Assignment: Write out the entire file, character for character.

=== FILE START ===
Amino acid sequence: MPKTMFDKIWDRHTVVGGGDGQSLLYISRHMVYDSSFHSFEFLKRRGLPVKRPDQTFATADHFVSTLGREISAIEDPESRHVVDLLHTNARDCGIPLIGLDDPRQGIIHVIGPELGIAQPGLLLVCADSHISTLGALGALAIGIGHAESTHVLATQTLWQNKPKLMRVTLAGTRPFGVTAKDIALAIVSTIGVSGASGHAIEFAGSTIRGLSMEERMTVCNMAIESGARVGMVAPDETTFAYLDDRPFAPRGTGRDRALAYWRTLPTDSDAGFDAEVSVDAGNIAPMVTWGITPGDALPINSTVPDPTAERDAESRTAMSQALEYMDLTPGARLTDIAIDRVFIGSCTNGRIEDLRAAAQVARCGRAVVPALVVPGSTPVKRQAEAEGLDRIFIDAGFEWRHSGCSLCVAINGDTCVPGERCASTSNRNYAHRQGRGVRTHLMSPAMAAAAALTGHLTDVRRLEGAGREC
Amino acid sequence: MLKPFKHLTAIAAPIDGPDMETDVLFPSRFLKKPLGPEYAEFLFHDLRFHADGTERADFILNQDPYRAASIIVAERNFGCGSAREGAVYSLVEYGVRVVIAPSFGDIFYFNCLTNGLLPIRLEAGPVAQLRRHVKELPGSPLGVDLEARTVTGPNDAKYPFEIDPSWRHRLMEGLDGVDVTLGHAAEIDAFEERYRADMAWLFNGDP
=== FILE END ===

Amino acid sequence: MPKTMFDKIWDRHTVVGGGDGQSLLYISRHMVYDSSFHSFEFLKRRGLPVKRPDQTFATADHFVSTLGREISAIEDPESRHVVDLLHTNARDCGIPLIGLDDPRQGIIHVIGPELGIAQPGLLLVCADSHISTLGALGALAIGIGHAESTHVLATQTLWQNKPKLMRVTLAGTRPFGVTAKDIALAIVSTIGVSGASGHAIEFAGSTIRGLSMEERMTVCNMAIESGARVGMVAPDETTFAYLDDRPFAPRGTGRDRALAYWRTLPTDSDAGFDAEVSVDAGNIAPMVTWGITPGDALPINSTVPDPTAERDAESRTAMSQALEYMDLTPGARLTDIAIDRVFIGSCTNGRIEDLRAAAQVARCGRAVVPALVVPGSTPVKRQAEAEGLDRIFIDAGFEWRHSGCSLCVAINGDTCVPGERCASTSNRNYAHRQGRGVRTHLMSPAMAAAAALTGHLTDVRRLEGAGREC
Amino acid sequence: MLKPFKHLTAIAAPIDGPDMETDVLFPSRFLKKPLGPEYAEFLFHDLRFHADGTERADFILNQDPYRAASIIVAERNFGCGSAREGAVYSLVEYGVRVVIAPSFGDIFYFNCLTNGLLPIRLEAGPVAQLRRHVKELPGSPLGVDLEARTVTGPNDAKYPFEIDPSWRHRLMEGLDGVDVTLGHAAEIDAFEERYRADMAWLFNGDP